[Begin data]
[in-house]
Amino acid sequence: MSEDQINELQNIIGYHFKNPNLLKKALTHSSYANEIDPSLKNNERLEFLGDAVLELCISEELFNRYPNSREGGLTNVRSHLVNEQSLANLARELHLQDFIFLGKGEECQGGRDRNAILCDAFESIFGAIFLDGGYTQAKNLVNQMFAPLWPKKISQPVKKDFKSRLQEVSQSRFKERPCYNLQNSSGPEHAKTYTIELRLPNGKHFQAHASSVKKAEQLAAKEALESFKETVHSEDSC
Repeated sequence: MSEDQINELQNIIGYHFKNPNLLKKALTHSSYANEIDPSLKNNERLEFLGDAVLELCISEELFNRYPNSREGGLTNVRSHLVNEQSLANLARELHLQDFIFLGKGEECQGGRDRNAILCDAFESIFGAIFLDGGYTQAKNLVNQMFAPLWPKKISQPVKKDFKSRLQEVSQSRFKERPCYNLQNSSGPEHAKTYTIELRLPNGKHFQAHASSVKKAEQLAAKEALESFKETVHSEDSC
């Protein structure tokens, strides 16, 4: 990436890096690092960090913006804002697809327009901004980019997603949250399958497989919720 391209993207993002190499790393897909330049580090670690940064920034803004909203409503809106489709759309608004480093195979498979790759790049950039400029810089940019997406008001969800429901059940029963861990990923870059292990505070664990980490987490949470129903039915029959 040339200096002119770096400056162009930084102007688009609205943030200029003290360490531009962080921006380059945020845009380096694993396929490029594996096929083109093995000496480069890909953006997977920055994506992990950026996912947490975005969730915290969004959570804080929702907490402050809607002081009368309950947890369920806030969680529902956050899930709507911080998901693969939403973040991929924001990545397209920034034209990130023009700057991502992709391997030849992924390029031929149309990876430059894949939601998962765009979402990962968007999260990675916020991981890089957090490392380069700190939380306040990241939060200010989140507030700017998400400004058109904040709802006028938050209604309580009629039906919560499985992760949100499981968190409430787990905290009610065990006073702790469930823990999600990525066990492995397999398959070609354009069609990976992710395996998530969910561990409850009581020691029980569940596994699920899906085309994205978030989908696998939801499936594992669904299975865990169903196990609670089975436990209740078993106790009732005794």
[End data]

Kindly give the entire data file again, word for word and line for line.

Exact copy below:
[in-house]
Amino acid sequence: MSEDQINELQNIIGYHFKNPNLLKKALTHSSYANEIDPSLKNNERLEFLGDAVLELCISEELFNRYPNSREGGLTNVRSHLVNEQSLANLARELHLQDFIFLGKGEECQGGRDRNAILCDAFESIFGAIFLDGGYTQAKNLVNQMFAPLWPKKISQPVKKDFKSRLQEVSQSRFKERPCYNLQNSSGPEHAKTYTIELRLPNGKHFQAHASSVKKAEQLAAKEALESFKETVHSEDSC
Repeated sequence: MSEDQINELQNIIGYHFKNPNLLKKALTHSSYANEIDPSLKNNERLEFLGDAVLELCISEELFNRYPNSREGGLTNVRSHLVNEQSLANLARELHLQDFIFLGKGEECQGGRDRNAILCDAFESIFGAIFLDGGYTQAKNLVNQMFAPLWPKKISQPVKKDFKSRLQEVSQSRFKERPCYNLQNSSGPEHAKTYTIELRLPNGKHFQAHASSVKKAEQLAAKEALESFKETVHSEDSC
């Protein structure tokens, strides 16, 4: 990436890096690092960090913006804002697809327009901004980019997603949250399958497989919720 391209993207993002190499790393897909330049580090670690940064920034803004909203409503809106489709759309608004480093195979498979790759790049950039400029810089940019997406008001969800429901059940029963861990990923870059292990505070664990980490987490949470129903039915029959 040339200096002119770096400056162009930084102007688009609205943030200029003290360490531009962080921006380059945020845009380096694993396929490029594996096929083109093995000496480069890909953006997977920055994506992990950026996912947490975005969730915290969004959570804080929702907490402050809607002081009368309950947890369920806030969680529902956050899930709507911080998901693969939403973040991929924001990545397209920034034209990130023009700057991502992709391997030849992924390029031929149309990876430059894949939601998962765009979402990962968007999260990675916020991981890089957090490392380069700190939380306040990241939060200010989140507030700017998400400004058109904040709802006028938050209604309580009629039906919560499985992760949100499981968190409430787990905290009610065990006073702790469930823990999600990525066990492995397999398959070609354009069609990976992710395996998530969910561990409850009581020691029980569940596994699920899906085309994205978030989908696998939801499936594992669904299975865990169903196990609670089975436990209740078993106790009732005794």